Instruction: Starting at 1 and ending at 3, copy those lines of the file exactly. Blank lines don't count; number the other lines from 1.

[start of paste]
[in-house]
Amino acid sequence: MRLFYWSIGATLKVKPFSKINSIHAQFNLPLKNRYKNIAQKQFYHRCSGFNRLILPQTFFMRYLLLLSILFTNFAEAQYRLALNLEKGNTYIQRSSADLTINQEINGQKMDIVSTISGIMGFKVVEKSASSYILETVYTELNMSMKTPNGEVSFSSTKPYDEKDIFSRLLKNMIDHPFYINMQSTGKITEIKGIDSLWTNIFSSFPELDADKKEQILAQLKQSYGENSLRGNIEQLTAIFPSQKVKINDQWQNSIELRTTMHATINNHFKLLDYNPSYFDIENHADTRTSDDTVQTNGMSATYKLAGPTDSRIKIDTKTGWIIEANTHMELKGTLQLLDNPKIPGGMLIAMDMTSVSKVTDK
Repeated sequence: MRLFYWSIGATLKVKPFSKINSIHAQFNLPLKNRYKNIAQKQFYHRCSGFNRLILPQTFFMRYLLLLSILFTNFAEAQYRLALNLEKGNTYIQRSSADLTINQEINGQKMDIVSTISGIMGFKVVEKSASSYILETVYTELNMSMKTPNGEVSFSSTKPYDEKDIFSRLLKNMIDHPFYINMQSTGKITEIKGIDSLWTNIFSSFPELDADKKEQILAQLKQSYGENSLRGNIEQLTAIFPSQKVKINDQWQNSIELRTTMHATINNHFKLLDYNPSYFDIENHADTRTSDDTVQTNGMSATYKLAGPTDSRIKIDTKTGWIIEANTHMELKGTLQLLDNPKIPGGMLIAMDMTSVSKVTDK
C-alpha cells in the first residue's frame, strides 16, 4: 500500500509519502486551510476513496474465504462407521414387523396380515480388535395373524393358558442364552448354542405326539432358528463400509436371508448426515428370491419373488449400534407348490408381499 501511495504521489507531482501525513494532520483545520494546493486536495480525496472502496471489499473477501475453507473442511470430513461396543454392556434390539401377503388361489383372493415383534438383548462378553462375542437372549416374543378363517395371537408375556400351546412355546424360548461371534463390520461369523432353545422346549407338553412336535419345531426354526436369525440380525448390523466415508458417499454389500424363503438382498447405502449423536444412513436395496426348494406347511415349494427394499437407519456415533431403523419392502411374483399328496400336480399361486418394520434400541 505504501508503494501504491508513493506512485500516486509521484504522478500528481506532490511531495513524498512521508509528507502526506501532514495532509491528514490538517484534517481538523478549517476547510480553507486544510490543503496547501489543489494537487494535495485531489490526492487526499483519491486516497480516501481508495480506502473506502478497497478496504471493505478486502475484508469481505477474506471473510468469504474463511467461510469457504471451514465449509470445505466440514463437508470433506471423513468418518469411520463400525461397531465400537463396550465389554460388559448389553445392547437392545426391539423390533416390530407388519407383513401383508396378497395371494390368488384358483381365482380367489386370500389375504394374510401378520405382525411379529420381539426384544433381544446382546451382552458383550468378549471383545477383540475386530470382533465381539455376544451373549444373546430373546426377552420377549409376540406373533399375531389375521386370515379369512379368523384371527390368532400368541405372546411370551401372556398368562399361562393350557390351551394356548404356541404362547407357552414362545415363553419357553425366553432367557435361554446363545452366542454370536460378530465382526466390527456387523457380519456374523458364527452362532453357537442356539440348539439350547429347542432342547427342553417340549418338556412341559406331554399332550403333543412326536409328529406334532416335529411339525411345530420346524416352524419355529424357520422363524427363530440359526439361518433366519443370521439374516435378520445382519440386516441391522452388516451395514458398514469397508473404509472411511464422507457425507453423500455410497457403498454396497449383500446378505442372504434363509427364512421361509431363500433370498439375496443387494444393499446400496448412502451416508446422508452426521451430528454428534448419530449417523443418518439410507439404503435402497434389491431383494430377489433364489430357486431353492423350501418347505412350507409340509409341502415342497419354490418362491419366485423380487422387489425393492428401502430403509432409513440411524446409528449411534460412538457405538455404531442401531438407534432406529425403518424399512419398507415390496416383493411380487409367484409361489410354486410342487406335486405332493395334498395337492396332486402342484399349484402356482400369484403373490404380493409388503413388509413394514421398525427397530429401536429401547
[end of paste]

[in-house]
Amino acid sequence: MRLFYWSIGATLKVKPFSKINSIHAQFNLPLKNRYKNIAQKQFYHRCSGFNRLILPQTFFMRYLLLLSILFTNFAEAQYRLALNLEKGNTYIQRSSADLTINQEINGQKMDIVSTISGIMGFKVVEKSASSYILETVYTELNMSMKTPNGEVSFSSTKPYDEKDIFSRLLKNMIDHPFYINMQSTGKITEIKGIDSLWTNIFSSFPELDADKKEQILAQLKQSYGENSLRGNIEQLTAIFPSQKVKINDQWQNSIELRTTMHATINNHFKLLDYNPSYFDIENHADTRTSDDTVQTNGMSATYKLAGPTDSRIKIDTKTGWIIEANTHMELKGTLQLLDNPKIPGGMLIAMDMTSVSKVTDK
Repeated sequence: MRLFYWSIGATLKVKPFSKINSIHAQFNLPLKNRYKNIAQKQFYHRCSGFNRLILPQTFFMRYLLLLSILFTNFAEAQYRLALNLEKGNTYIQRSSADLTINQEINGQKMDIVSTISGIMGFKVVEKSASSYILETVYTELNMSMKTPNGEVSFSSTKPYDEKDIFSRLLKNMIDHPFYINMQSTGKITEIKGIDSLWTNIFSSFPELDADKKEQILAQLKQSYGENSLRGNIEQLTAIFPSQKVKINDQWQNSIELRTTMHATINNHFKLLDYNPSYFDIENHADTRTSDDTVQTNGMSATYKLAGPTDSRIKIDTKTGWIIEANTHMELKGTLQLLDNPKIPGGMLIAMDMTSVSKVTDK